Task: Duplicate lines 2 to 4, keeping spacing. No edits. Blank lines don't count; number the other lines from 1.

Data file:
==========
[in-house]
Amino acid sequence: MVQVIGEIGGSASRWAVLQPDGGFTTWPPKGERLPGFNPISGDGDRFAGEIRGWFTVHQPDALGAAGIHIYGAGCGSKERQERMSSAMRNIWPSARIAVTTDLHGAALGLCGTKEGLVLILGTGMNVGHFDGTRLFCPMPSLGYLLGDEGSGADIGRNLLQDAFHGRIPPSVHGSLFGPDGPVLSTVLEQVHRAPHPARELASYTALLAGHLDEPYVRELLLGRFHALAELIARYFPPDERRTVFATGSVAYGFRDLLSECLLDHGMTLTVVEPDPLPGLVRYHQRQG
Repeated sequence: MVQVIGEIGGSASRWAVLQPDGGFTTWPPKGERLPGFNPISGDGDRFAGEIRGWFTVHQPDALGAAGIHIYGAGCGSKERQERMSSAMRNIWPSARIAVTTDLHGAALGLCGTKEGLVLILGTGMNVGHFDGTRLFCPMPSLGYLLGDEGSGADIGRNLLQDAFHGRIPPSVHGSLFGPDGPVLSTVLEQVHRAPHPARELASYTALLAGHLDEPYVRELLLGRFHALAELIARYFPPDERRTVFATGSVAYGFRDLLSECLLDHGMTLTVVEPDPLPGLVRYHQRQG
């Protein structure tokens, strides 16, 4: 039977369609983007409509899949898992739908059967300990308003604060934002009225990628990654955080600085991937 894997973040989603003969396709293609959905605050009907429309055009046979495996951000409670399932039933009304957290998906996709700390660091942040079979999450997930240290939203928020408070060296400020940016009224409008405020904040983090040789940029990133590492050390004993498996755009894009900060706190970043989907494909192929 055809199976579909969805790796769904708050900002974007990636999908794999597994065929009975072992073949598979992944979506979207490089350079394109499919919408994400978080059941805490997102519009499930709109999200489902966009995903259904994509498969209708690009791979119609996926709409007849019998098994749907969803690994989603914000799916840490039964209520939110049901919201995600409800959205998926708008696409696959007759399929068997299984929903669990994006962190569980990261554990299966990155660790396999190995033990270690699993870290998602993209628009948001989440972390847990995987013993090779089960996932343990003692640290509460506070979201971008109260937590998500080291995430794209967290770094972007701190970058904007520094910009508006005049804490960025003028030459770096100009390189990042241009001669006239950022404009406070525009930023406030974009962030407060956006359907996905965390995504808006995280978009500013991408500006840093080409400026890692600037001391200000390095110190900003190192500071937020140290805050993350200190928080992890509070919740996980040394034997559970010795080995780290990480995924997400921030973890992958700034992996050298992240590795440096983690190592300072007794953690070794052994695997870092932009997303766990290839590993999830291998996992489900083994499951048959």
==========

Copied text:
Amino acid sequence: MVQVIGEIGGSASRWAVLQPDGGFTTWPPKGERLPGFNPISGDGDRFAGEIRGWFTVHQPDALGAAGIHIYGAGCGSKERQERMSSAMRNIWPSARIAVTTDLHGAALGLCGTKEGLVLILGTGMNVGHFDGTRLFCPMPSLGYLLGDEGSGADIGRNLLQDAFHGRIPPSVHGSLFGPDGPVLSTVLEQVHRAPHPARELASYTALLAGHLDEPYVRELLLGRFHALAELIARYFPPDERRTVFATGSVAYGFRDLLSECLLDHGMTLTVVEPDPLPGLVRYHQRQG
Repeated sequence: MVQVIGEIGGSASRWAVLQPDGGFTTWPPKGERLPGFNPISGDGDRFAGEIRGWFTVHQPDALGAAGIHIYGAGCGSKERQERMSSAMRNIWPSARIAVTTDLHGAALGLCGTKEGLVLILGTGMNVGHFDGTRLFCPMPSLGYLLGDEGSGADIGRNLLQDAFHGRIPPSVHGSLFGPDGPVLSTVLEQVHRAPHPARELASYTALLAGHLDEPYVRELLLGRFHALAELIARYFPPDERRTVFATGSVAYGFRDLLSECLLDHGMTLTVVEPDPLPGLVRYHQRQG
């Protein structure tokens, strides 16, 4: 039977369609983007409509899949898992739908059967300990308003604060934002009225990628990654955080600085991937 894997973040989603003969396709293609959905605050009907429309055009046979495996951000409670399932039933009304957290998906996709700390660091942040079979999450997930240290939203928020408070060296400020940016009224409008405020904040983090040789940029990133590492050390004993498996755009894009900060706190970043989907494909192929 055809199976579909969805790796769904708050900002974007990636999908794999597994065929009975072992073949598979992944979506979207490089350079394109499919919408994400978080059941805490997102519009499930709109999200489902966009995903259904994509498969209708690009791979119609996926709409007849019998098994749907969803690994989603914000799916840490039964209520939110049901919201995600409800959205998926708008696409696959007759399929068997299984929903669990994006962190569980990261554990299966990155660790396999190995033990270690699993870290998602993209628009948001989440972390847990995987013993090779089960996932343990003692640290509460506070979201971008109260937590998500080291995430794209967290770094972007701190970058904007520094910009508006005049804490960025003028030459770096100009390189990042241009001669006239950022404009406070525009930023406030974009962030407060956006359907996905965390995504808006995280978009500013991408500006840093080409400026890692600037001391200000390095110190900003190192500071937020140290805050993350200190928080992890509070919740996980040394034997559970010795080995780290990480995924997400921030973890992958700034992996050298992240590795440096983690190592300072007794953690070794052994695997870092932009997303766990290839590993999830291998996992489900083994499951048959």